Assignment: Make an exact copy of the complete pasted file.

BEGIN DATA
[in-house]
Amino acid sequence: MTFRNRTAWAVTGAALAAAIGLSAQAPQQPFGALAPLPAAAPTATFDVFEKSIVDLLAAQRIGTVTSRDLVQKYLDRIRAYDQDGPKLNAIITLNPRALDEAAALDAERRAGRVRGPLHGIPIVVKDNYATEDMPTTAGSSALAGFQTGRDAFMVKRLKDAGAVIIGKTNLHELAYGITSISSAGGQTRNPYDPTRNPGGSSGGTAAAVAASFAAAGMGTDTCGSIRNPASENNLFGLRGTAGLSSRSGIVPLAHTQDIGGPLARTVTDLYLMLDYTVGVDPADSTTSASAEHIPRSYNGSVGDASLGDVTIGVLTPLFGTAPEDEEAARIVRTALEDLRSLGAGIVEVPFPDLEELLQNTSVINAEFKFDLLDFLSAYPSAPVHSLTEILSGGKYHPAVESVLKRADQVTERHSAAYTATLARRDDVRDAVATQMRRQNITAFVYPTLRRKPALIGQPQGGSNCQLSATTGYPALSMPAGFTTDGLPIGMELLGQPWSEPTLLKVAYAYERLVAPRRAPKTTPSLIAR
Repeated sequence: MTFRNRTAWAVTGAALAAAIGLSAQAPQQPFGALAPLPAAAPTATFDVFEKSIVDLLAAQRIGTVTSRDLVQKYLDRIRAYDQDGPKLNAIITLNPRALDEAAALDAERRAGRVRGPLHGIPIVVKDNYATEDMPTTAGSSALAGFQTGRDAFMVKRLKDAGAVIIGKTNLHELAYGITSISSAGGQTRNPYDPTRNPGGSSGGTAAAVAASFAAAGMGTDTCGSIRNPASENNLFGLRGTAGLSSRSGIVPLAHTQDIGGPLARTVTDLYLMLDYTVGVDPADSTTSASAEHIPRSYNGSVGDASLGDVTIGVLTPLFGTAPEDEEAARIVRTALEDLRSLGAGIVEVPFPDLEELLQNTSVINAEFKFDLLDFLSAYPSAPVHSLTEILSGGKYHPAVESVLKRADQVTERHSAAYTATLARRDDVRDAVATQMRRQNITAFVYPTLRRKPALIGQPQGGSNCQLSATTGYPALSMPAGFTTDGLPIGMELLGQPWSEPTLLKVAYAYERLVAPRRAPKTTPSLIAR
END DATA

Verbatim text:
[in-house]
Amino acid sequence: MTFRNRTAWAVTGAALAAAIGLSAQAPQQPFGALAPLPAAAPTATFDVFEKSIVDLLAAQRIGTVTSRDLVQKYLDRIRAYDQDGPKLNAIITLNPRALDEAAALDAERRAGRVRGPLHGIPIVVKDNYATEDMPTTAGSSALAGFQTGRDAFMVKRLKDAGAVIIGKTNLHELAYGITSISSAGGQTRNPYDPTRNPGGSSGGTAAAVAASFAAAGMGTDTCGSIRNPASENNLFGLRGTAGLSSRSGIVPLAHTQDIGGPLARTVTDLYLMLDYTVGVDPADSTTSASAEHIPRSYNGSVGDASLGDVTIGVLTPLFGTAPEDEEAARIVRTALEDLRSLGAGIVEVPFPDLEELLQNTSVINAEFKFDLLDFLSAYPSAPVHSLTEILSGGKYHPAVESVLKRADQVTERHSAAYTATLARRDDVRDAVATQMRRQNITAFVYPTLRRKPALIGQPQGGSNCQLSATTGYPALSMPAGFTTDGLPIGMELLGQPWSEPTLLKVAYAYERLVAPRRAPKTTPSLIAR
Repeated sequence: MTFRNRTAWAVTGAALAAAIGLSAQAPQQPFGALAPLPAAAPTATFDVFEKSIVDLLAAQRIGTVTSRDLVQKYLDRIRAYDQDGPKLNAIITLNPRALDEAAALDAERRAGRVRGPLHGIPIVVKDNYATEDMPTTAGSSALAGFQTGRDAFMVKRLKDAGAVIIGKTNLHELAYGITSISSAGGQTRNPYDPTRNPGGSSGGTAAAVAASFAAAGMGTDTCGSIRNPASENNLFGLRGTAGLSSRSGIVPLAHTQDIGGPLARTVTDLYLMLDYTVGVDPADSTTSASAEHIPRSYNGSVGDASLGDVTIGVLTPLFGTAPEDEEAARIVRTALEDLRSLGAGIVEVPFPDLEELLQNTSVINAEFKFDLLDFLSAYPSAPVHSLTEILSGGKYHPAVESVLKRADQVTERHSAAYTATLARRDDVRDAVATQMRRQNITAFVYPTLRRKPALIGQPQGGSNCQLSATTGYPALSMPAGFTTDGLPIGMELLGQPWSEPTLLKVAYAYERLVAPRRAPKTTPSLIAR